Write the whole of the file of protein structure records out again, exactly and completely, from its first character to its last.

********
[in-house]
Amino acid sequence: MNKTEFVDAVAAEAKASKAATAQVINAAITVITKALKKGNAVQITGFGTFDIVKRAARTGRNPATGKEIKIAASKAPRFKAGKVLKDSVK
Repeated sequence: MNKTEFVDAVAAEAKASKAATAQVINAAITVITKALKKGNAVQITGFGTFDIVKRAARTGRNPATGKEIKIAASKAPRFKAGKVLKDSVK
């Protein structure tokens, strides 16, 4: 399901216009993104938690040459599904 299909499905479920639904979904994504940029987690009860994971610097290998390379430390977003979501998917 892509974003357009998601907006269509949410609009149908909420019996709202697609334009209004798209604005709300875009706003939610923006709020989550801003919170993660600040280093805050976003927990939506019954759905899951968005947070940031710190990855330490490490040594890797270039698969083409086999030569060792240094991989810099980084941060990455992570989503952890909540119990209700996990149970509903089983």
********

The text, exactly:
[in-house]
Amino acid sequence: MNKTEFVDAVAAEAKASKAATAQVINAAITVITKALKKGNAVQITGFGTFDIVKRAARTGRNPATGKEIKIAASKAPRFKAGKVLKDSVK
Repeated sequence: MNKTEFVDAVAAEAKASKAATAQVINAAITVITKALKKGNAVQITGFGTFDIVKRAARTGRNPATGKEIKIAASKAPRFKAGKVLKDSVK
């Protein structure tokens, strides 16, 4: 399901216009993104938690040459599904 299909499905479920639904979904994504940029987690009860994971610097290998390379430390977003979501998917 892509974003357009998601907006269509949410609009149908909420019996709202697609334009209004798209604005709300875009706003939610923006709020989550801003919170993660600040280093805050976003927990939506019954759905899951968005947070940031710190990855330490490490040594890797270039698969083409086999030569060792240094991989810099980084941060990455992570989503952890909540119990209700996990149970509903089983």